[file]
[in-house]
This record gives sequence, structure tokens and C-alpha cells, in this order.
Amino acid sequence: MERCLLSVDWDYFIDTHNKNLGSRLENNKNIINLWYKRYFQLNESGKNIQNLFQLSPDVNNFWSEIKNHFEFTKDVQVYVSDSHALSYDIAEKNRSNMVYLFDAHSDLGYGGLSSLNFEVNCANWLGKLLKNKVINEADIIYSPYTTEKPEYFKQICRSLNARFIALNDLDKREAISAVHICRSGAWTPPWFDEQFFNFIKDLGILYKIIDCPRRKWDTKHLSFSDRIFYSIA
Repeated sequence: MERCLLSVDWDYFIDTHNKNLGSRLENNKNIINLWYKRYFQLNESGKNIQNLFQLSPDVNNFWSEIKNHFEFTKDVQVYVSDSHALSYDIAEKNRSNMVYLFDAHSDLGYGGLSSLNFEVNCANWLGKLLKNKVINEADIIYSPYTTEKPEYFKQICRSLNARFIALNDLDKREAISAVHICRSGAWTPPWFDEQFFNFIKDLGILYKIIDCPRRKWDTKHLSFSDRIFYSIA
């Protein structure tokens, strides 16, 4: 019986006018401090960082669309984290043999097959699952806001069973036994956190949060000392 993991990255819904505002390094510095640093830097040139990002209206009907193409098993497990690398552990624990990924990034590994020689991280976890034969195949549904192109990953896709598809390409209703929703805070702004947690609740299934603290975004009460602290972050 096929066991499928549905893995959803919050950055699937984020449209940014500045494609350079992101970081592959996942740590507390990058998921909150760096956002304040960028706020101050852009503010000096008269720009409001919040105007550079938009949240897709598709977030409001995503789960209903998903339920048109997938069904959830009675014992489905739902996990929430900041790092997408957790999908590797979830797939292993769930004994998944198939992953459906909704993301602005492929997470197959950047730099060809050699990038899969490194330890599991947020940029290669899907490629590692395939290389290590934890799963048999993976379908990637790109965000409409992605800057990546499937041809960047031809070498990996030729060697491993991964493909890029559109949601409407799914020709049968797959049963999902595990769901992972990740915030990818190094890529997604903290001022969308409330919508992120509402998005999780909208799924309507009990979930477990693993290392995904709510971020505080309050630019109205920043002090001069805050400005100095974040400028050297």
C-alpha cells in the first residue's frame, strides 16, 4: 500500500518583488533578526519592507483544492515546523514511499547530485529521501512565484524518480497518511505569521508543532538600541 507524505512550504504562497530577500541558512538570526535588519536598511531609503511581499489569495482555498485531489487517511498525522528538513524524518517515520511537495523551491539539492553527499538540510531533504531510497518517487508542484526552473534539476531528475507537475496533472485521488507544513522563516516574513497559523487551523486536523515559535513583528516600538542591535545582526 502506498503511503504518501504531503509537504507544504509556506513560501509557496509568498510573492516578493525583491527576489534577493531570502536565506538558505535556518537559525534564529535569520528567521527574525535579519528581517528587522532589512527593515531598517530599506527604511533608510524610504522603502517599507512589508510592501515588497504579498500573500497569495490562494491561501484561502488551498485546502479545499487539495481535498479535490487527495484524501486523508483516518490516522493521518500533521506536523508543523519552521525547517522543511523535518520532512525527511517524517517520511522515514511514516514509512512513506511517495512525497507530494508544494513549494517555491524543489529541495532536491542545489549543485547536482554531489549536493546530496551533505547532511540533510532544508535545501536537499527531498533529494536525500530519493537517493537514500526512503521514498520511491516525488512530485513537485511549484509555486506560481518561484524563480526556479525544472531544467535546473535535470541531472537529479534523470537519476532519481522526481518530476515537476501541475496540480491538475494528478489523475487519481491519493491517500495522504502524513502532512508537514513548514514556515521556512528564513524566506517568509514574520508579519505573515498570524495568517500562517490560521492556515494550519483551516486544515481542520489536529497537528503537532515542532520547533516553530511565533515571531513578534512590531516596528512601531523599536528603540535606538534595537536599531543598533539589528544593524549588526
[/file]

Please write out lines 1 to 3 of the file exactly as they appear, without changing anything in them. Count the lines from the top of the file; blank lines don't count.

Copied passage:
[in-house]
This record gives sequence, structure tokens and C-alpha cells, in this order.
Amino acid sequence: MERCLLSVDWDYFIDTHNKNLGSRLENNKNIINLWYKRYFQLNESGKNIQNLFQLSPDVNNFWSEIKNHFEFTKDVQVYVSDSHALSYDIAEKNRSNMVYLFDAHSDLGYGGLSSLNFEVNCANWLGKLLKNKVINEADIIYSPYTTEKPEYFKQICRSLNARFIALNDLDKREAISAVHICRSGAWTPPWFDEQFFNFIKDLGILYKIIDCPRRKWDTKHLSFSDRIFYSIA